3. On the left hand side Under Network and Security select Key Pairskey pairs on the left hand side image
  4. Find and select Create Key Pairkeypair button
  5. Name your Key Pair. Since you may have different regions, and services i’d suggest something like servername-jenkins-slave-<region>
  6. Then select Create
  7. AWS will present you a file to download, it will only allow you to download this once. You’ll need it in the next step.

Configure EC2 Plugin

  1. Logon to your Jenkins server
  2. From the left hand side select Manage Jenkins
    manage jenkins
  3. Now select Configure System
    configure system
  4. Scroll to the very bottom of configure system until you find “Add new cloud”
    add new cloud
  5. Press the dropdown Add a new cloud and select Amazon EC2
  6. Name your integration, I usually use AWS Linux Oregon (or other religions). 
  7. Select the checkbox Use EC2 Instance Profile obtain credentials
  8. Select your Region
  9. From the key pair we generated above, open the file in your text editor and copy its contents into the EC2’S Key Pair Key box.screenshot of configure
  10. Click Test Connection you should receive a success

Add AMI to EC2 Plugin

  1. Under the AWS configuration in Jenkins you just created find and select add AMI
    add button
  2. Now we’re going to fill out the ami creation with information we’ve gathered above.
    1. Description – This can be anything you want, it shows up on every node name in jenkins.
    2. AMI ID – This is the ami you want jenkins to start, as referenced above we’re using ami-06397100adf427136
    3. Instance Type – Use your best judgement (I prefer T3 Series currently)
    4. Availability Zone – this corresponds with where your subnet is: For our example its us-west-1c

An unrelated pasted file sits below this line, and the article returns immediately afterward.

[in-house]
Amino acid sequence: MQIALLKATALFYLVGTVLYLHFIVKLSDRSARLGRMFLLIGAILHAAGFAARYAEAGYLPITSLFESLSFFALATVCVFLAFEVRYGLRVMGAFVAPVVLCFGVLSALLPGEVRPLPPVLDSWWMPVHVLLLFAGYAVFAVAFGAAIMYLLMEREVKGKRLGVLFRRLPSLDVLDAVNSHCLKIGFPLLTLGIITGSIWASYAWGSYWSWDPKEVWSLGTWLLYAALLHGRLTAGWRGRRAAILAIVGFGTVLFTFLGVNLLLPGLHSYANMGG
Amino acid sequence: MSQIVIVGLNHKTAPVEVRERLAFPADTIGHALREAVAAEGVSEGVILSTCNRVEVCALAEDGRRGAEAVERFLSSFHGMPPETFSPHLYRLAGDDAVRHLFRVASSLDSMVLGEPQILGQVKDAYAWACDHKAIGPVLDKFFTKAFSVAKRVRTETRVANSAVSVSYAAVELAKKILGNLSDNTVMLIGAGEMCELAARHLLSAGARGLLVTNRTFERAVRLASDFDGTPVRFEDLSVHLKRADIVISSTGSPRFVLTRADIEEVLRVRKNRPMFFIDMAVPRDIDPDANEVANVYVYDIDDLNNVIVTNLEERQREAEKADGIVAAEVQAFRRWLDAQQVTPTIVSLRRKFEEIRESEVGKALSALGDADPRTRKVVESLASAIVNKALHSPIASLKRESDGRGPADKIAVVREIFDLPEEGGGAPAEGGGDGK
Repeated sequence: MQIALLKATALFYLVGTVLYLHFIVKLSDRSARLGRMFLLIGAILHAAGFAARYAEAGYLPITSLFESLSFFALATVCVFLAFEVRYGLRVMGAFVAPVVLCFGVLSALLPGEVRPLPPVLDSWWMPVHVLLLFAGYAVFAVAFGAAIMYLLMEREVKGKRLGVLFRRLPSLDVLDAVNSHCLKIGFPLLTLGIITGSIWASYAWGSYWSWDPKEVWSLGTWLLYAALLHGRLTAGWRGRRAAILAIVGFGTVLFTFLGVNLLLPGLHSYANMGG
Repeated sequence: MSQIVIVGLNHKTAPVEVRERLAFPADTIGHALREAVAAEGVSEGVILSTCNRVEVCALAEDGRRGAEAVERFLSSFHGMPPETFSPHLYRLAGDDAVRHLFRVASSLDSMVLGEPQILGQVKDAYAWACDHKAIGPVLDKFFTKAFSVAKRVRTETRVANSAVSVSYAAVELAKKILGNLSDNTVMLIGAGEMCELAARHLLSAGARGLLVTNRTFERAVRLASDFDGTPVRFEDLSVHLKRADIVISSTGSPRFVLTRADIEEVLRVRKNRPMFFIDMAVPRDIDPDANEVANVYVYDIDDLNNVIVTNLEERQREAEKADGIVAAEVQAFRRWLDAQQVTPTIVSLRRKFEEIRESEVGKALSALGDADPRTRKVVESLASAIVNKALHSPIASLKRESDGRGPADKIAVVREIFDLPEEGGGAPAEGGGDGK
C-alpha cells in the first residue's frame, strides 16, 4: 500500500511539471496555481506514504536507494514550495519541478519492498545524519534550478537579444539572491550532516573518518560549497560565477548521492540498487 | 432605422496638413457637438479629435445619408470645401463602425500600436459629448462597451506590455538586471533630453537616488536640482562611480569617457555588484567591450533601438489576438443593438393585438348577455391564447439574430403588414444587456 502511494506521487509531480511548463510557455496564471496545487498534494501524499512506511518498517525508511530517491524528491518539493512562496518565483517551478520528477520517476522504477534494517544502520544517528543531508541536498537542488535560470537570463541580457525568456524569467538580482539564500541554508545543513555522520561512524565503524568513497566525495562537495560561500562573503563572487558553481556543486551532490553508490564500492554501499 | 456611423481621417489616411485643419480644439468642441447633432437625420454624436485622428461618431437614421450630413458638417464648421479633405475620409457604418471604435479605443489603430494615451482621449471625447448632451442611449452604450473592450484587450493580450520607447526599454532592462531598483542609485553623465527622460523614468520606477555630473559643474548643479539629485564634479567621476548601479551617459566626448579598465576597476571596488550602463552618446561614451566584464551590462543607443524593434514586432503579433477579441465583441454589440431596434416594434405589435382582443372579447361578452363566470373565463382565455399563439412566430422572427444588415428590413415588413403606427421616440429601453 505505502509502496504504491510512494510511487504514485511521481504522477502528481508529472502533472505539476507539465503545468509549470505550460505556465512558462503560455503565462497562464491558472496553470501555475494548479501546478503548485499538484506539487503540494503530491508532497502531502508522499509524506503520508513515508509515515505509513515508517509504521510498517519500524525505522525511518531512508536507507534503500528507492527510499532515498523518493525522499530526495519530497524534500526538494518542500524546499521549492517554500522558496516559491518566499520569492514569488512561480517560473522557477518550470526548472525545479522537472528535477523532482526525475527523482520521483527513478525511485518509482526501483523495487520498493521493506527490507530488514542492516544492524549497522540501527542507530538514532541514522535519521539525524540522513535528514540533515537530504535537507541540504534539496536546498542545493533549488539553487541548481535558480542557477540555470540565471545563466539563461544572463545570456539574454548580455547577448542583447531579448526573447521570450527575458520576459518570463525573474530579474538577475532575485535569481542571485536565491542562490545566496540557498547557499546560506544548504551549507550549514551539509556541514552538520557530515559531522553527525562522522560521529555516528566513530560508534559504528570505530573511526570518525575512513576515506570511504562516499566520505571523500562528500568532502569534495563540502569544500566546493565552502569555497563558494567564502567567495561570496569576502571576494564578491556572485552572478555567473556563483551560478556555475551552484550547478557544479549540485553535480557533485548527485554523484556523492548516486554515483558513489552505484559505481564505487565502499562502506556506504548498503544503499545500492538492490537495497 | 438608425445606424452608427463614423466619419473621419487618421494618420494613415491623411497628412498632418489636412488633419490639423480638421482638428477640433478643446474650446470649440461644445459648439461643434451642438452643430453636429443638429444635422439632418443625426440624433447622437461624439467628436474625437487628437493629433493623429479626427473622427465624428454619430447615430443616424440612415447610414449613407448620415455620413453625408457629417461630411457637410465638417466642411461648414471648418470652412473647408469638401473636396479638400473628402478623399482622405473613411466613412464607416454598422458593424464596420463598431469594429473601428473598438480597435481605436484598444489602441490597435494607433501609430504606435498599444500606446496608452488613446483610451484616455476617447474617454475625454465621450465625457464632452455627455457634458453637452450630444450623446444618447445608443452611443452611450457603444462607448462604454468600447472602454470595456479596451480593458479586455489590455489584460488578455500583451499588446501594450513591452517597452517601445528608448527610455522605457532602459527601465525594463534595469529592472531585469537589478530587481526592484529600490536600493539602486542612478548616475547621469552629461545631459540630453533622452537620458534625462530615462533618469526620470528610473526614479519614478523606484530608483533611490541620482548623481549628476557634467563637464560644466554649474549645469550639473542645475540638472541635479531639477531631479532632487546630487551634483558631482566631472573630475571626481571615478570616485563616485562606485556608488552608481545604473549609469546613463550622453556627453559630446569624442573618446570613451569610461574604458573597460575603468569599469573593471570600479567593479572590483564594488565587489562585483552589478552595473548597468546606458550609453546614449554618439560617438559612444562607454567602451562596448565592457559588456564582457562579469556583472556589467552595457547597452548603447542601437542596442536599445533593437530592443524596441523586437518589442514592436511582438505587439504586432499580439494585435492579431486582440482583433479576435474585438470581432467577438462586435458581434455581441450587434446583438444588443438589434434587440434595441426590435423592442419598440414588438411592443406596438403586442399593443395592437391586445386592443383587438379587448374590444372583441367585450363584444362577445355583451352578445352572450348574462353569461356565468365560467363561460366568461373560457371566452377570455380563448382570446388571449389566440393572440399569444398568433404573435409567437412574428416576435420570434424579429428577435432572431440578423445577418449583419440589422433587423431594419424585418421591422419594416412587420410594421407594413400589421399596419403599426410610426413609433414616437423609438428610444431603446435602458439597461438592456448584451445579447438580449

5. Use Spot Instance – Since these nodes are usually designed to be spun up and torn down, it makes sense to run them on the spot market.. But again use your best judgement
    6. Security Group Names – This is our security group name, as referenced above we’re using jenkins-slave
    7. FS Root – This is where your jenkins workspaces will be ran from.
      • For most cases the user home directory will be fine
        • For Ubuntu its /home/ubuntu/
        • For Centos it’s /home/centos/
        • For Windows it could be a folder you’ve made C:\jenkins
    8. Remote User – The user you’d ssh or winRM into your slave
      • This varies by OS
        • For Ubuntu it’s ubuntu
        • For Centos its centos
        • For Windows you’d use administrator
          • Windows will also require a static password, at time of writing dynamic is not supported
    9. AMI Type – Either unix or windows screenshot of config items
    10. Labels – This will be the label you’ll use in your job to call a slave
    11. Usage – We usually change this to “Only Builds with jobs  label expressions matching this node”
    12. Idle Termination time – For purpose of testing I set this to -5
    13. Init Script – Since there’s no source control here, i’ll usually pull my init script from a source code repository. (you’ll need to use sudo to execute)
    14. Number of Executors – Set this to a reasonable level, usually 2 by default
    15. Subnet IDs for VPC – The subnet identifier you want to start this slave in,  as referenced above we’re using subnet-14740d7c
    16. Maximum Total uses – This lets you select how many times jenkins can use this node before it has to destroy it. By default its -1 (unlimited)
    17. You’re done, you can configure other options as required
    18. Find and select the save button

Testing our slave startup

  1. On the left hand side of jenkins find and select Build Executor Status
  2. On the drop down – Provision via Linux AWS Oregon (or your aws connection name) Select your newly configured AMIami selection
  3. Jenkins should now start provisioning your new slave. It may also indicate where you have a misconfiguration
    • You can also look at the executor logs itself on the slave to see where further problems exist